Blank expressions and blank slates

And I don't know who Sara and Jill were waving at, but somehow the jacket got in the way, and all you see is Jill. Oh, and Malia, and Lau, and Ale, and Jino. Oh, and Sara's jacket.

Surprisingly, I haven't got much to say. Even about yesterday. Even if I somehow realize I am (still) hanging in the balance that is the dean's list. Even if I impulsively decided not to take public transport for most of my trip home, and instead, go with Kim and talk about everything while snaking through Manila traffic. Is that how relieved we have all become?

Aside from the 3.5 and the 4.0 I got in Filipino 3 and Literature 2 respectively, my hopes weren't as high. I felt something would go wrong with my research proposal, and thus my grade for that class itself. I felt that I might get a lower-than-expected grade in both subjects I am taking under Sir del Mundo, disregarding the reality that it is under Sir del Mundo. I felt that print class wouldn't do much - although I was more comfortable than my classmates, I was still anxious. So maybe that explains the blank expressions in the morning that I saw in everyone. It is a far cry from the last course card day before this one, where all we probably did was make fun of ourselves while room-hopping.

To make things worse, I had a five-hour break between course cards from Miss Averion and course cards from Sir del Mundo. I had too much idle time, spent this time with the BonoSoc watching Clarence coordinate a production and Toni wear a gown (quite honestly) holding straw bags with numbers like Deal or No Deal. To add more suspense, Sir del Mundo wasn't there at 14.00 sharp, and so was Sir Mariano one floor up. Imagine us walking up and down the stairs. Imagine my reaction when I heard that our grades for broadcasting class are still due tomorrow, as Sir del Mundo got sick and (probably) never got around to checking our papers.

But the suspense was worth it - well, for some of us. There were surprising failures in unsurprising subjects, and then there was Kim shouting out a sigh - irony intended - when she one-upped a passing grade under Miss Diaz and got a remark that their proposal can be developed into a thesis in the future. Oh, if you can see how happy she was while she was cruising along Macapagal Boulevard the moment water started to parachute down the windshield.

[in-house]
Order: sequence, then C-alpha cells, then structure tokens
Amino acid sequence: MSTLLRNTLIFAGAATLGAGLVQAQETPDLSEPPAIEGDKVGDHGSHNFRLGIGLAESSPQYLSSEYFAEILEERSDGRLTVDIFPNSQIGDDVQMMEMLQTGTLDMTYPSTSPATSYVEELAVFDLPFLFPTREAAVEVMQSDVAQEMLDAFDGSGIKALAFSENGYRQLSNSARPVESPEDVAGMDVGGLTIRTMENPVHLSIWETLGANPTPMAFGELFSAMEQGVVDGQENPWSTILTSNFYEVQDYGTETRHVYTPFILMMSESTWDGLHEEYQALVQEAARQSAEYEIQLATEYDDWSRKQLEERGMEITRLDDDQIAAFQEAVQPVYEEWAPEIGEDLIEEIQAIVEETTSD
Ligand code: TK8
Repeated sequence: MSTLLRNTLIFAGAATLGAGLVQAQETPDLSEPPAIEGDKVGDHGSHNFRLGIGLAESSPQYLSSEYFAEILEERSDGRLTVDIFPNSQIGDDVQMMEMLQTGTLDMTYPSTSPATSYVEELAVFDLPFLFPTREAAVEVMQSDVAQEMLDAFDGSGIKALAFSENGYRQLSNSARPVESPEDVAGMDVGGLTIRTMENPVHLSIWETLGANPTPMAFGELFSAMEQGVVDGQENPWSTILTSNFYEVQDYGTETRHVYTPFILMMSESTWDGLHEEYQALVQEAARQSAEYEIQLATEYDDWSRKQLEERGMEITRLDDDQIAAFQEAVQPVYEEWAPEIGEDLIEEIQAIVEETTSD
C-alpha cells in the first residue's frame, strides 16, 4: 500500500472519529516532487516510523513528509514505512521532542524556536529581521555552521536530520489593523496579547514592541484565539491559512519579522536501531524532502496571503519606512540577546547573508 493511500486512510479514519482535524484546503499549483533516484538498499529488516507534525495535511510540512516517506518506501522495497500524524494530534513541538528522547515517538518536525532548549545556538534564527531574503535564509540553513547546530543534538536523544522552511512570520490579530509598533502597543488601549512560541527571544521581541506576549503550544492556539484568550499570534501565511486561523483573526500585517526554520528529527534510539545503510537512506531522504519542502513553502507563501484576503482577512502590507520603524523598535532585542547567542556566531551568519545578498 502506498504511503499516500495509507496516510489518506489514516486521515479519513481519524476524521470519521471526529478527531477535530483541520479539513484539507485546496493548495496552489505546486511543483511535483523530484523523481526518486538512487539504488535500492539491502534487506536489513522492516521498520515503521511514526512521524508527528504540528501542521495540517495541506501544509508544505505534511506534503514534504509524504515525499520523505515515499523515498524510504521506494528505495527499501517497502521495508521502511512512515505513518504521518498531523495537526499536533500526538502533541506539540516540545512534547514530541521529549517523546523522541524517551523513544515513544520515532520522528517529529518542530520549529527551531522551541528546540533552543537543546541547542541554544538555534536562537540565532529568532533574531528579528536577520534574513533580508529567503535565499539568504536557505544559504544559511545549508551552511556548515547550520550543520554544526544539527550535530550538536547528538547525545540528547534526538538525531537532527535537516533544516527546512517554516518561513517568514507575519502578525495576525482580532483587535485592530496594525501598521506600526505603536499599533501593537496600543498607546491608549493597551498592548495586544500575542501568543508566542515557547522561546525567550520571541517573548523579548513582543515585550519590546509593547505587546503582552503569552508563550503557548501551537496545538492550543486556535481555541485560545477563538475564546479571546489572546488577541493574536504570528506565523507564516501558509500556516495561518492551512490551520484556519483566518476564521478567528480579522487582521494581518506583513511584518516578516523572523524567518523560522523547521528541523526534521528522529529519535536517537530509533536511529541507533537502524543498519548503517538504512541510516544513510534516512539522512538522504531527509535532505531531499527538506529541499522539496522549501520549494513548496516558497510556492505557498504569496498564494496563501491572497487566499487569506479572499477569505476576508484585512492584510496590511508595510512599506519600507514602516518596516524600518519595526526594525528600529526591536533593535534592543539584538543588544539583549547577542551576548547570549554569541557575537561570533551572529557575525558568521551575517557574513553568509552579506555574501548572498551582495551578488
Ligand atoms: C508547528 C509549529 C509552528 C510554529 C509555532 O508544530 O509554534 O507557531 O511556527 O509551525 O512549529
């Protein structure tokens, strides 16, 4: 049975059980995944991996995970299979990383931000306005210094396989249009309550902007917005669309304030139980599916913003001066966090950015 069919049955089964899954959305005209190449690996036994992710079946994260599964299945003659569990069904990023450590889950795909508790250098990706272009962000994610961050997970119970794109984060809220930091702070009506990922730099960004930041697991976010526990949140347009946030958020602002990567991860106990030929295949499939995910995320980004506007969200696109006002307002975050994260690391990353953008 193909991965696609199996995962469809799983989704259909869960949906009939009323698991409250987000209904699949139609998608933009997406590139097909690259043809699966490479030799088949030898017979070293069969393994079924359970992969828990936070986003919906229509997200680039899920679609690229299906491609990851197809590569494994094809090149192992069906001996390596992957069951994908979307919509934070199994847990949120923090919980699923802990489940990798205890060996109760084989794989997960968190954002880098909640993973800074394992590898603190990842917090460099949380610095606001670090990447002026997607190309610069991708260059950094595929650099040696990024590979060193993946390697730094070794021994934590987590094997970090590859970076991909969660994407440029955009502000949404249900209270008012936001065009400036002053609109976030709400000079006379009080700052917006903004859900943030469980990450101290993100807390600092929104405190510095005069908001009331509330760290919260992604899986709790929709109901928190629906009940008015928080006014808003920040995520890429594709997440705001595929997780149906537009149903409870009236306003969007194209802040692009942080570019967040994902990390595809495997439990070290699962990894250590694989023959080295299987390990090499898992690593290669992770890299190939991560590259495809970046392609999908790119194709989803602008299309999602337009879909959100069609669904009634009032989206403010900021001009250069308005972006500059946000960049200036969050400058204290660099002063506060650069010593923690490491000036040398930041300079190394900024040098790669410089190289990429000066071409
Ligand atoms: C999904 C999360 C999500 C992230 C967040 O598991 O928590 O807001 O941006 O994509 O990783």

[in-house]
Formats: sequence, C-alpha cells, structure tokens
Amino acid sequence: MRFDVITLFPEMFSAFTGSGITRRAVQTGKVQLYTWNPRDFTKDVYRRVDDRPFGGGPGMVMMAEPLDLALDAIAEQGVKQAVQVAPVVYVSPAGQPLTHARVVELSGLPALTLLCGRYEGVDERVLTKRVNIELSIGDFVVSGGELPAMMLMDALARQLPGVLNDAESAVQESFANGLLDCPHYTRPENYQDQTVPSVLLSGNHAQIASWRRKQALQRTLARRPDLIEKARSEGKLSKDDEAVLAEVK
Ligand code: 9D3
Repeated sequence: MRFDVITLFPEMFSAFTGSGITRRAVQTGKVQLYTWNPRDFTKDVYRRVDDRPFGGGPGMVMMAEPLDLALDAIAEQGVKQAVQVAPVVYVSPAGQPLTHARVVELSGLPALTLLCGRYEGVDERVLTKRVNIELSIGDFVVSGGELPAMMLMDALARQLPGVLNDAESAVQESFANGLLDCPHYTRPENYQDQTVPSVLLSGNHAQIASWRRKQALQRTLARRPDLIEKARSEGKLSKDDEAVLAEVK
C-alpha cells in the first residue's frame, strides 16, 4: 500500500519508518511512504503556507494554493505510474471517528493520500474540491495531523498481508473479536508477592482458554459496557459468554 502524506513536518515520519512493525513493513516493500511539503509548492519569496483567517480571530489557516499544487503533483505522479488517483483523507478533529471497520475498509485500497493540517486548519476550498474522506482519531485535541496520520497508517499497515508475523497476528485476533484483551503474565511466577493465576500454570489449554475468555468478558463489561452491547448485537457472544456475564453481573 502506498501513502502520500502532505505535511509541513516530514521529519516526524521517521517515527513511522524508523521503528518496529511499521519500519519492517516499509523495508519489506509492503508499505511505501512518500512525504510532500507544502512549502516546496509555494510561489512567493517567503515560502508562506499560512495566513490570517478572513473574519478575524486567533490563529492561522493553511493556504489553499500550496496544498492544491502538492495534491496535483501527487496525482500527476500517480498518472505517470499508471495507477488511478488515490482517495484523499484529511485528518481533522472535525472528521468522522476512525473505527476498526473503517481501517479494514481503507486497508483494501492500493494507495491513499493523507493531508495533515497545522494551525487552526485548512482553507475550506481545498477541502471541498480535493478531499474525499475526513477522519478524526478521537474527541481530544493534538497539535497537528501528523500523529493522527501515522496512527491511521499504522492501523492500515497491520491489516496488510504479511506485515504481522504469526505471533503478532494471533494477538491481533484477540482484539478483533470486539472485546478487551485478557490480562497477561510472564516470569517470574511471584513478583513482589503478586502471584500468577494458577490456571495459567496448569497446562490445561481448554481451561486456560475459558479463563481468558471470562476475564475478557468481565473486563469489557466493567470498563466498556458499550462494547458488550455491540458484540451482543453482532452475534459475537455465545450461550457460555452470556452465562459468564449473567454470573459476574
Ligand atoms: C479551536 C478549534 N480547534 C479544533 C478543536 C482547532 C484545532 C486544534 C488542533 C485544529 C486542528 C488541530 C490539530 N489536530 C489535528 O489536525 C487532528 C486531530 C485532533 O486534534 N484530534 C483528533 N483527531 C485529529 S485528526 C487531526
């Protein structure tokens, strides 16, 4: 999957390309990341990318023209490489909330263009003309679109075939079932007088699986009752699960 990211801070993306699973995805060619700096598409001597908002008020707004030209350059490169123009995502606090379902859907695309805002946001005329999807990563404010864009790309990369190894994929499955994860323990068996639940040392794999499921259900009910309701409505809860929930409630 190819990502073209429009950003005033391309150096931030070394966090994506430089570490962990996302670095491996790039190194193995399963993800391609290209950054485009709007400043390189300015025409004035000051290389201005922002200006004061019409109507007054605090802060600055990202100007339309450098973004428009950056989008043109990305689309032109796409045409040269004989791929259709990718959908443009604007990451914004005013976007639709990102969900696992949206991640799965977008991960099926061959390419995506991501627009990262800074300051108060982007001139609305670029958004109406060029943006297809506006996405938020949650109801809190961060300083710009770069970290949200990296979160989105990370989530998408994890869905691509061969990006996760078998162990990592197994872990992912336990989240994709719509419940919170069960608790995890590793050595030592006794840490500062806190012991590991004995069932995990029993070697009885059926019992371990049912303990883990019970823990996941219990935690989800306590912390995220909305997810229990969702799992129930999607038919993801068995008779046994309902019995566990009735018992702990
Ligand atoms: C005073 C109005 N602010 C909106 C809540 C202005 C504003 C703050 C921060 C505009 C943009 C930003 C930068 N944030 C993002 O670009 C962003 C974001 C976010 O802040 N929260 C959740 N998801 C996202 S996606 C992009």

As for me, people were anxious as to how I did, partly because they wanted to know whether Miss Averion would grade any differently than Miss Diaz. Well, she did, really - I got a 2.5, while apparently the highest in the other class got a 2.0 - although some still failed. My grade was a notch higher than my expected 2.0 (which I almost got, apparently). I got a 3.0 in print class, which was a common grade among good performers, but we sneaked a peek and saw that Y2K got a 3.5, and so far she's the only one to do so.

The biggest surprise, though, was that I got what Sars (the blockmate, mind you - the batch president was gone in the afternoon, or so I noticed) called a "del Mundo four" in film class. I remember giving Tina that course card by mistake when she was asking for my research course card, and she got infuriated with tongue in cheek. I wonder how Jason did?

So, as far as I'm concerned, I'm still hanging on the dean's list, but obviously with a lower average (which could possibly bring me to the second honors list, but it wouldn't matter all of a sudden). At least I can make my parents (who don't understand the reputations that go with my course) happy for thirteen more weeks, and I can get unlimited (but oft-unavailed) cuts. I'll still have to go back to school tomorrow, just to get my last course card, verify my average and finally get to sleep, but then again, it doesn't seem to matter all of a sudden.

My conversation with Kim on the ride home jumped from blog entries to crushes to ADHD to those parachuting water molecules along the highway. Of course I went out of the car short of breath and short of energy, after all the suspense, the conversation, the shutters pressed, and the buttons used to text Issa when I discovered she was around when I was going home. And the conversations would overlap, indeed, but I was lucky enough to find a bus standing by in front of McDonald's in a quick span of time. It was already dark, and it all seems worth it.

Well, maybe except for the other short conversations, surprisingly tanned classmates, unusual change of color themes and gravy rice. Chow down, Huey, chow down. You'll need it when you finally get in.

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